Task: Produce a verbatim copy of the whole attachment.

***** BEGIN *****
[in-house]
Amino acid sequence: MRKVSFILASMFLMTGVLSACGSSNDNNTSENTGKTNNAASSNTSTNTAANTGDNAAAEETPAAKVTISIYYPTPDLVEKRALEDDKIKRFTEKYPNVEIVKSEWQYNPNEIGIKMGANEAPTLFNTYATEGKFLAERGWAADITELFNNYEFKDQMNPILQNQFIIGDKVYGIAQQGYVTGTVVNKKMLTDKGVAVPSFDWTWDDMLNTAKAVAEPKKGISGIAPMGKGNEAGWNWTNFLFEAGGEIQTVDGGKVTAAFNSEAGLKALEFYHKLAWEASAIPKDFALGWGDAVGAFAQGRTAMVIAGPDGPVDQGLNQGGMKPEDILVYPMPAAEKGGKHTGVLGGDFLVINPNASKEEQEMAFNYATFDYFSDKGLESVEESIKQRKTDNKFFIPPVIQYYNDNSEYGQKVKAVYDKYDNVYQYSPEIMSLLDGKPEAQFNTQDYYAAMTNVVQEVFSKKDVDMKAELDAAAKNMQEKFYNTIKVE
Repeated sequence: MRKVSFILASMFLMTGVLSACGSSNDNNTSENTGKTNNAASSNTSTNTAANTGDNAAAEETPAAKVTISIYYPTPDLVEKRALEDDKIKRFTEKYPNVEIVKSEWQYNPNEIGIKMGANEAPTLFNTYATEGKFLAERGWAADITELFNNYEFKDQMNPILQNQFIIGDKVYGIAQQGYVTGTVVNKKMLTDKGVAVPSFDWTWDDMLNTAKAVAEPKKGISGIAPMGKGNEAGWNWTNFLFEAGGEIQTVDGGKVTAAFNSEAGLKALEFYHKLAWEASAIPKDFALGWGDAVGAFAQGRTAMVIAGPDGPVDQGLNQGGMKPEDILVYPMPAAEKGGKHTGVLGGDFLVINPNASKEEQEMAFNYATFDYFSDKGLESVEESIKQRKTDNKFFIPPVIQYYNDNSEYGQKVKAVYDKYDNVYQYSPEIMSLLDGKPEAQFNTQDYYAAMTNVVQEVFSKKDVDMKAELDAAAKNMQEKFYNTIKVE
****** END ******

[in-house]
Amino acid sequence: MRKVSFILASMFLMTGVLSACGSSNDNNTSENTGKTNNAASSNTSTNTAANTGDNAAAEETPAAKVTISIYYPTPDLVEKRALEDDKIKRFTEKYPNVEIVKSEWQYNPNEIGIKMGANEAPTLFNTYATEGKFLAERGWAADITELFNNYEFKDQMNPILQNQFIIGDKVYGIAQQGYVTGTVVNKKMLTDKGVAVPSFDWTWDDMLNTAKAVAEPKKGISGIAPMGKGNEAGWNWTNFLFEAGGEIQTVDGGKVTAAFNSEAGLKALEFYHKLAWEASAIPKDFALGWGDAVGAFAQGRTAMVIAGPDGPVDQGLNQGGMKPEDILVYPMPAAEKGGKHTGVLGGDFLVINPNASKEEQEMAFNYATFDYFSDKGLESVEESIKQRKTDNKFFIPPVIQYYNDNSEYGQKVKAVYDKYDNVYQYSPEIMSLLDGKPEAQFNTQDYYAAMTNVVQEVFSKKDVDMKAELDAAAKNMQEKFYNTIKVE
Repeated sequence: MRKVSFILASMFLMTGVLSACGSSNDNNTSENTGKTNNAASSNTSTNTAANTGDNAAAEETPAAKVTISIYYPTPDLVEKRALEDDKIKRFTEKYPNVEIVKSEWQYNPNEIGIKMGANEAPTLFNTYATEGKFLAERGWAADITELFNNYEFKDQMNPILQNQFIIGDKVYGIAQQGYVTGTVVNKKMLTDKGVAVPSFDWTWDDMLNTAKAVAEPKKGISGIAPMGKGNEAGWNWTNFLFEAGGEIQTVDGGKVTAAFNSEAGLKALEFYHKLAWEASAIPKDFALGWGDAVGAFAQGRTAMVIAGPDGPVDQGLNQGGMKPEDILVYPMPAAEKGGKHTGVLGGDFLVINPNASKEEQEMAFNYATFDYFSDKGLESVEESIKQRKTDNKFFIPPVIQYYNDNSEYGQKVKAVYDKYDNVYQYSPEIMSLLDGKPEAQFNTQDYYAAMTNVVQEVFSKKDVDMKAELDAAAKNMQEKFYNTIKVE